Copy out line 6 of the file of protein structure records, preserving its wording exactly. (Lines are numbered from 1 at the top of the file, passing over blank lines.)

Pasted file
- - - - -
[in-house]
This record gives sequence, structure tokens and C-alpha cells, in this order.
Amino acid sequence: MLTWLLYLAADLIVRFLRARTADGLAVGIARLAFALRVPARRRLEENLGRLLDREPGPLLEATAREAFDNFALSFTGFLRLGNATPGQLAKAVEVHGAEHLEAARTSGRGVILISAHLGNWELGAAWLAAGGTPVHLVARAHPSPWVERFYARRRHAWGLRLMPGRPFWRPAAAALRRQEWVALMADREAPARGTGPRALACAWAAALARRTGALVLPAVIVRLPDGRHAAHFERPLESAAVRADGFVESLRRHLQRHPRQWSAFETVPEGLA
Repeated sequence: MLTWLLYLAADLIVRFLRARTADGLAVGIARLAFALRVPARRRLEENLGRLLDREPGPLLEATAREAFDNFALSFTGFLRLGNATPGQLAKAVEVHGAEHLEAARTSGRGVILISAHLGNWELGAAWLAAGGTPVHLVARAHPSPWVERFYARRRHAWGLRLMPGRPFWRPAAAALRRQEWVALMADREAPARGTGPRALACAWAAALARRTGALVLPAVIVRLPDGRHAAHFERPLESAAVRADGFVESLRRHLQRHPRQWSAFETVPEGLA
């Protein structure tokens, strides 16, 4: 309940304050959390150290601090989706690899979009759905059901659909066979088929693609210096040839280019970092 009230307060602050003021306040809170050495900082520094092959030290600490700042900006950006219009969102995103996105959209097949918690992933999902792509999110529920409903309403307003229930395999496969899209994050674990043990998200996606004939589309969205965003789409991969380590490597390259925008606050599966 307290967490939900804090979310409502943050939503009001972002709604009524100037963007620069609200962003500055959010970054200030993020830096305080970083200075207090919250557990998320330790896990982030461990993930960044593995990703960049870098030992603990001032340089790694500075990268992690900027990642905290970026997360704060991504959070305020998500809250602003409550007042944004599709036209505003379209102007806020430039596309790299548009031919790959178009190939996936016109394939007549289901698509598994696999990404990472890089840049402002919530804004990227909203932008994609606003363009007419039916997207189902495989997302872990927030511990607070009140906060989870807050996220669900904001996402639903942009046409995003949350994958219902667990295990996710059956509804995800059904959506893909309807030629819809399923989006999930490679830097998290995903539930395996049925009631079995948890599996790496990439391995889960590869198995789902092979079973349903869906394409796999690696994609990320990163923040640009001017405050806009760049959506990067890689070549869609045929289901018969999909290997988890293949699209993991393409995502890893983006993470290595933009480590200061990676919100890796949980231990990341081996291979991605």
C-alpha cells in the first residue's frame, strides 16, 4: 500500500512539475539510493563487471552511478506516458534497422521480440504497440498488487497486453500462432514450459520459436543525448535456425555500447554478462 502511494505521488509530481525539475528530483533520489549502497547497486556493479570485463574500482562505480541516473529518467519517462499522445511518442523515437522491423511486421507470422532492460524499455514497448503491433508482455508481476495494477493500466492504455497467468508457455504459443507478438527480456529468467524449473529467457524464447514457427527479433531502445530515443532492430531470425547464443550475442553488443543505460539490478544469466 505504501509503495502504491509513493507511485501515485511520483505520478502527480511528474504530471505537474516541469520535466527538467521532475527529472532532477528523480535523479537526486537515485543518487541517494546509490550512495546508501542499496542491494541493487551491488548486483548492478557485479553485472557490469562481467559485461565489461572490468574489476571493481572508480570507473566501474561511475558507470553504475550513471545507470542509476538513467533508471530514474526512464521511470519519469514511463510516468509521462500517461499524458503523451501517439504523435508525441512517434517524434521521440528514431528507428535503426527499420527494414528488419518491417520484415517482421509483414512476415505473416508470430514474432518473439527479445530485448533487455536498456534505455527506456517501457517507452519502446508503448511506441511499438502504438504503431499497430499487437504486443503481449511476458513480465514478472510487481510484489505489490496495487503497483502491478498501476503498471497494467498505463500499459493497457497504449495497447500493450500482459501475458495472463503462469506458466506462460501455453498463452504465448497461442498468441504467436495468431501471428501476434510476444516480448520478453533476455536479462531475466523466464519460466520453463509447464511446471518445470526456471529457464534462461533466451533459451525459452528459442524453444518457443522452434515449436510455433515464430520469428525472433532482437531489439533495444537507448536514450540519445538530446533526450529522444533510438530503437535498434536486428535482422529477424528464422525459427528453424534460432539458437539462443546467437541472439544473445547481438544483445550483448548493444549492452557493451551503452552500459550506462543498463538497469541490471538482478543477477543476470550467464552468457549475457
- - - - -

C-alpha cells in the first residue's frame, strides 16, 4: 500500500512539475539510493563487471552511478506516458534497422521480440504497440498488487497486453500462432514450459520459436543525448535456425555500447554478462 502511494505521488509530481525539475528530483533520489549502497547497486556493479570485463574500482562505480541516473529518467519517462499522445511518442523515437522491423511486421507470422532492460524499455514497448503491433508482455508481476495494477493500466492504455497467468508457455504459443507478438527480456529468467524449473529467457524464447514457427527479433531502445530515443532492430531470425547464443550475442553488443543505460539490478544469466 505504501509503495502504491509513493507511485501515485511520483505520478502527480511528474504530471505537474516541469520535466527538467521532475527529472532532477528523480535523479537526486537515485543518487541517494546509490550512495546508501542499496542491494541493487551491488548486483548492478557485479553485472557490469562481467559485461565489461572490468574489476571493481572508480570507473566501474561511475558507470553504475550513471545507470542509476538513467533508471530514474526512464521511470519519469514511463510516468509521462500517461499524458503523451501517439504523435508525441512517434517524434521521440528514431528507428535503426527499420527494414528488419518491417520484415517482421509483414512476415505473416508470430514474432518473439527479445530485448533487455536498456534505455527506456517501457517507452519502446508503448511506441511499438502504438504503431499497430499487437504486443503481449511476458513480465514478472510487481510484489505489490496495487503497483502491478498501476503498471497494467498505463500499459493497457497504449495497447500493450500482459501475458495472463503462469506458466506462460501455453498463452504465448497461442498468441504467436495468431501471428501476434510476444516480448520478453533476455536479462531475466523466464519460466520453463509447464511446471518445470526456471529457464534462461533466451533459451525459452528459442524453444518457443522452434515449436510455433515464430520469428525472433532482437531489439533495444537507448536514450540519445538530446533526450529522444533510438530503437535498434536486428535482422529477424528464422525459427528453424534460432539458437539462443546467437541472439544473445547481438544483445550483448548493444549492452557493451551503452552500459550506462543498463538497469541490471538482478543477477543476470550467464552468457549475457